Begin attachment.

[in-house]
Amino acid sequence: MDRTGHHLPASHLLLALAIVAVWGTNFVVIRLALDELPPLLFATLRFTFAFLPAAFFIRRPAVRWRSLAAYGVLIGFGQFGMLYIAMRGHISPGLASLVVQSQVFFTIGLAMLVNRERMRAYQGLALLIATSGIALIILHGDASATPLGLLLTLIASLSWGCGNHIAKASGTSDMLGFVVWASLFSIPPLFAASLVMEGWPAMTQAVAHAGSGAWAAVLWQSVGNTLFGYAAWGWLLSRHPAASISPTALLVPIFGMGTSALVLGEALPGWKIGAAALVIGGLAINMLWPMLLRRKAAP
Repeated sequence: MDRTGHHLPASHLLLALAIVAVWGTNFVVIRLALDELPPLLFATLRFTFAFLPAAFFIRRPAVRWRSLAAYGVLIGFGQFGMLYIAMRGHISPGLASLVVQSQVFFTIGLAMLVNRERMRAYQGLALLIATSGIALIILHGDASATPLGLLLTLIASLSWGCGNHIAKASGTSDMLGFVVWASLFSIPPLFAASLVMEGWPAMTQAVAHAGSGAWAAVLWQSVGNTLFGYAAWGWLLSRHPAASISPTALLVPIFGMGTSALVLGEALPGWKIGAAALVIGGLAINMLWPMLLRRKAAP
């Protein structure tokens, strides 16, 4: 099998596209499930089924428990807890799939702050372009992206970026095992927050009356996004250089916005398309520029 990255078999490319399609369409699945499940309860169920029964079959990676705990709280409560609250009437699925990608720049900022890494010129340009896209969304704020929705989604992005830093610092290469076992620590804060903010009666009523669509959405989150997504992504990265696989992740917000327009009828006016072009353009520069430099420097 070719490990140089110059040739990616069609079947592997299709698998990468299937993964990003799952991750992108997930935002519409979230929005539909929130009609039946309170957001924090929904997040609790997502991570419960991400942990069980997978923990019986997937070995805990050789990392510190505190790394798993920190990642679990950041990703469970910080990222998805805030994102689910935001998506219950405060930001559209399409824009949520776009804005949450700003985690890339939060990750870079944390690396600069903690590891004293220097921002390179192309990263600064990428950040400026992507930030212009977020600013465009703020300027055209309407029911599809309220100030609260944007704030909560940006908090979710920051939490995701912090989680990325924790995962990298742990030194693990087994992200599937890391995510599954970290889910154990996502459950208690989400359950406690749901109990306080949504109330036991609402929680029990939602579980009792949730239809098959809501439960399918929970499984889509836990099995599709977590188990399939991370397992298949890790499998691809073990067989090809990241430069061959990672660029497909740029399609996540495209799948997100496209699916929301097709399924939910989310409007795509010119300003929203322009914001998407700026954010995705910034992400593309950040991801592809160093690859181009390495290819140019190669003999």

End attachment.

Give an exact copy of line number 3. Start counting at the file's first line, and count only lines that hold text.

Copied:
Repeated sequence: MDRTGHHLPASHLLLALAIVAVWGTNFVVIRLALDELPPLLFATLRFTFAFLPAAFFIRRPAVRWRSLAAYGVLIGFGQFGMLYIAMRGHISPGLASLVVQSQVFFTIGLAMLVNRERMRAYQGLALLIATSGIALIILHGDASATPLGLLLTLIASLSWGCGNHIAKASGTSDMLGFVVWASLFSIPPLFAASLVMEGWPAMTQAVAHAGSGAWAAVLWQSVGNTLFGYAAWGWLLSRHPAASISPTALLVPIFGMGTSALVLGEALPGWKIGAAALVIGGLAINMLWPMLLRRKAAP